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Paddle boarder chased by boat, arrested in Malibu after flouting coronavirus closures

A man paddle boarding near the Malibu Pier was arrested Thursday after authorities said he disobeyed lifeguards and violated a statewide stay-at-home order amid the coronavirus pandemic.
A man paddle boarding near the Malibu Pier was arrested Thursday after authorities said he disobeyed lifeguards and violated a statewide stay-at-home order amid the coronavirus pandemic.
(Los Angeles County Sheriff’s Department )

A paddle boarder was arrested Thursday after ignoring lifeguards’ orders to get out of the ocean near the Malibu Pier despite beach closures amid the coronavirus pandemic, authorities said.

County lifeguards patrolling the shore by boat tried to get the man to come ashore. Despite repeated orders to exit the water, the man continued paddle boarding for at least 30 minutes. Lifeguards eventually flagged down Los Angeles County sheriff’s deputies who responded by boat to help, according to the Sheriff’s Department.

Video of the incident taken by bystanders along the shore and later posted to social media shows the man paddling toward the pier while being pursued by lifeguard and sheriff’s boats.

The man, who was not identified by authorities, eventually made his way to the beach, where he was arrested on suspicion of disobeying a lifeguard and violating Gov. Gavin Newsom’s stay-at-home order, a misdemeanor. Photographs from the scene show the man in handcuffs being led down the beach by two deputies.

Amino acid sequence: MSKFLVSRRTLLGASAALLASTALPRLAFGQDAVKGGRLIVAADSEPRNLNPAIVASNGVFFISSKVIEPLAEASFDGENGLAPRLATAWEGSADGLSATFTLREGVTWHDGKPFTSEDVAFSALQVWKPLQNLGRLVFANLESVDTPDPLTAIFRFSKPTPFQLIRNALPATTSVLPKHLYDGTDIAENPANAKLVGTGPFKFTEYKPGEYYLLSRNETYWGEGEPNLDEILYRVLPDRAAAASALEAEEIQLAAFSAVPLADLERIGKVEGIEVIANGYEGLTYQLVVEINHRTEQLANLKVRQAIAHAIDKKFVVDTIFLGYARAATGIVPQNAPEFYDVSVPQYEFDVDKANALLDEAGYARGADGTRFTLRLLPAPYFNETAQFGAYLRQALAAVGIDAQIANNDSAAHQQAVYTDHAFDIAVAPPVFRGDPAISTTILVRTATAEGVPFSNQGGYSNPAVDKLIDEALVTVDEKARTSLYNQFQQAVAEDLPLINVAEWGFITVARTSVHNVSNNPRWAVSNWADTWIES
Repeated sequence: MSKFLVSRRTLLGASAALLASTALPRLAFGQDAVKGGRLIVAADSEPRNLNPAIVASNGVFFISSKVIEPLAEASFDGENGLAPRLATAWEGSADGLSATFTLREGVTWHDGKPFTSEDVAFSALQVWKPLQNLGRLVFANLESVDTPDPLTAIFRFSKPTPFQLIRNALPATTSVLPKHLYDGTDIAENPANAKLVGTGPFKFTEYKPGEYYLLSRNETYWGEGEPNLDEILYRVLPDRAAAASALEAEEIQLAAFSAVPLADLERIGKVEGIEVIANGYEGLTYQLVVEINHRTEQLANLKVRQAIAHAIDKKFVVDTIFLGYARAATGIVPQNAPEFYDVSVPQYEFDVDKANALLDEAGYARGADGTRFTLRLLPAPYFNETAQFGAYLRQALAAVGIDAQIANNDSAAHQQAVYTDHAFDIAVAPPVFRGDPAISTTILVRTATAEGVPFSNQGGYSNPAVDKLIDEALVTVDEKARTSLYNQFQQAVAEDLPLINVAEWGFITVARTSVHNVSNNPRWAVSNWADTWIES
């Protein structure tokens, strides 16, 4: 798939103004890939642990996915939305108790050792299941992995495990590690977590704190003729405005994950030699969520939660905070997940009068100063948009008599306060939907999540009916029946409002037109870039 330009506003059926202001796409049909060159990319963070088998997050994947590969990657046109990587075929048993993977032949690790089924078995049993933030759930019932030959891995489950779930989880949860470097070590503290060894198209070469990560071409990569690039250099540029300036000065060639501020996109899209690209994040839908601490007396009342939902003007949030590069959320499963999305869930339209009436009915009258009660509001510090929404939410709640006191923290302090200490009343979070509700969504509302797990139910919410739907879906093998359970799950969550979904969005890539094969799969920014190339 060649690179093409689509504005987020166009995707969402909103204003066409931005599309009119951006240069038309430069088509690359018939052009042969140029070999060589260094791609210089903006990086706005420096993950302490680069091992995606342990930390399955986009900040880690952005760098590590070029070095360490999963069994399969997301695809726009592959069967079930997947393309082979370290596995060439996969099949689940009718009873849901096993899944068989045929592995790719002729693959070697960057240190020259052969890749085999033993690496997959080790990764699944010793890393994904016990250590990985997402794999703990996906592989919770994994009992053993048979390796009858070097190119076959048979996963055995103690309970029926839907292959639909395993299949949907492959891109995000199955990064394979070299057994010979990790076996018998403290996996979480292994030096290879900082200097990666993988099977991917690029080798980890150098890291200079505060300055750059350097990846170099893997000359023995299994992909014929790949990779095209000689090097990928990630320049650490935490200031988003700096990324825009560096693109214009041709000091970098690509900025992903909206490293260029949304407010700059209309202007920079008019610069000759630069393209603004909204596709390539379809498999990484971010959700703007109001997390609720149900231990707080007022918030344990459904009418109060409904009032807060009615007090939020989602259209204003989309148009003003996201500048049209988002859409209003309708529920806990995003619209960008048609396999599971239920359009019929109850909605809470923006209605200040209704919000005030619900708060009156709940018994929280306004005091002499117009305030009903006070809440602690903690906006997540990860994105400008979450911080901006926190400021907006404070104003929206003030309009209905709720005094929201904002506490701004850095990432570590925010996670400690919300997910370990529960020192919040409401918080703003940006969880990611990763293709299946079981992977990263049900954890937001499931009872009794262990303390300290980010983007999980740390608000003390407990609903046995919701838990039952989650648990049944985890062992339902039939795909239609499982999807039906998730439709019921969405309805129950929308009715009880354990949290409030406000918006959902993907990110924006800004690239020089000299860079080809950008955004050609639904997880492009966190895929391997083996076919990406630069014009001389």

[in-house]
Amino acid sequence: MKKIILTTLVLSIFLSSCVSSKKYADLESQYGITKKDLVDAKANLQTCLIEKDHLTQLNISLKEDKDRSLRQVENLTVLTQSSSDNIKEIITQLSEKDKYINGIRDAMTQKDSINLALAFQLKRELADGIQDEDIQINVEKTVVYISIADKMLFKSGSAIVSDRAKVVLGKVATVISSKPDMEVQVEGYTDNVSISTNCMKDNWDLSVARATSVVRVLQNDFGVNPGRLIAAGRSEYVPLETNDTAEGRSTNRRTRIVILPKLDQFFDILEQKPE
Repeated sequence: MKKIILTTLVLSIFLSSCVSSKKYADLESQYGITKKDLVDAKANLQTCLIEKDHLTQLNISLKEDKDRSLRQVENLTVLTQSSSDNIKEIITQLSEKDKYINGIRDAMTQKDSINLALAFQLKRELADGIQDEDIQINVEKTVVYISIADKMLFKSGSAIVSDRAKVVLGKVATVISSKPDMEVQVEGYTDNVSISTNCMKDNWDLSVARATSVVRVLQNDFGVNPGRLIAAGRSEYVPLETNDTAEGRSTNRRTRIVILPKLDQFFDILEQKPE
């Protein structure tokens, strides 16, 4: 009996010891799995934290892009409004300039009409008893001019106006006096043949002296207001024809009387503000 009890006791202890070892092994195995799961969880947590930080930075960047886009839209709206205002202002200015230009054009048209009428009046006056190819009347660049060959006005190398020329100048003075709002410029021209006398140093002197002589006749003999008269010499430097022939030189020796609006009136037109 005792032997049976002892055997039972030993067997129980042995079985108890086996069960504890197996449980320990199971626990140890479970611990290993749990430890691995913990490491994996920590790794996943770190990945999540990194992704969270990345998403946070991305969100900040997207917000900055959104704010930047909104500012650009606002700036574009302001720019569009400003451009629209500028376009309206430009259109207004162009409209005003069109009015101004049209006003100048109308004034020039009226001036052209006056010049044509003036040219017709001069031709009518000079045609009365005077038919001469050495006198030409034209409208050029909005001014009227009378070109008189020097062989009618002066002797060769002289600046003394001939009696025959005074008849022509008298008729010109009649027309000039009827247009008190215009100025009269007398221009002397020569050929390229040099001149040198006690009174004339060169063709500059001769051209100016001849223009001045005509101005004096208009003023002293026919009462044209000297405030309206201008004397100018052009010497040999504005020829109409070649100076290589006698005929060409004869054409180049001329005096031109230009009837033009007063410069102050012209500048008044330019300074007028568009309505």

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He was booked at a sheriff’s station in Calabasas and released on a promise to appear in court, sheriff’s officials said. The man faces a fine of $1,000 or six months in jail, or both, if convicted of violating the state order.

While many police agencies have taken an educational approach to keeping people off the state’s coastline, this isn’t the first time someone has faced consequences for being in the ocean.

A surfer in Manhattan Beach was fined $1,000 last weekend after he was accused of similarly ignoring warnings by police and lifeguards cautioning him not to go in the water. It’s not clear how many people in the region have been arrested for violating the governor’s order.

While nonessential businesses that say open may face sanctions, the LAPD said rumors it was ticketing people for exercising outdoors are untrue.

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Staying at home was somewhat slow to catch on, with people packing beaches, parks and hiking trails in the early days, a move that eventually forced officials to order closures. Public health officials say beaches pose a threat by drawing large crowds of people who congregate too closely and could easily spread the virus.

The California Coastal Commission, the gatekeeper of the state’s landmark law that deems access to the beach a fundamental right, has allowed local officials to put up temporary signs and barricades citing the need to protect public health and safety.

Kim Prather, a leading atmospheric chemist at the Scripps Institution of Oceanography, told The Times this week that she fears SARS-CoV-2, the virus that causes COVID-19, could enter coastal waters and transfer back into the air along the coast.

“I wouldn’t go in the water if you paid me $1 million right now,” she said.

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Times staff writer Rosanna Xia contributed to this report.


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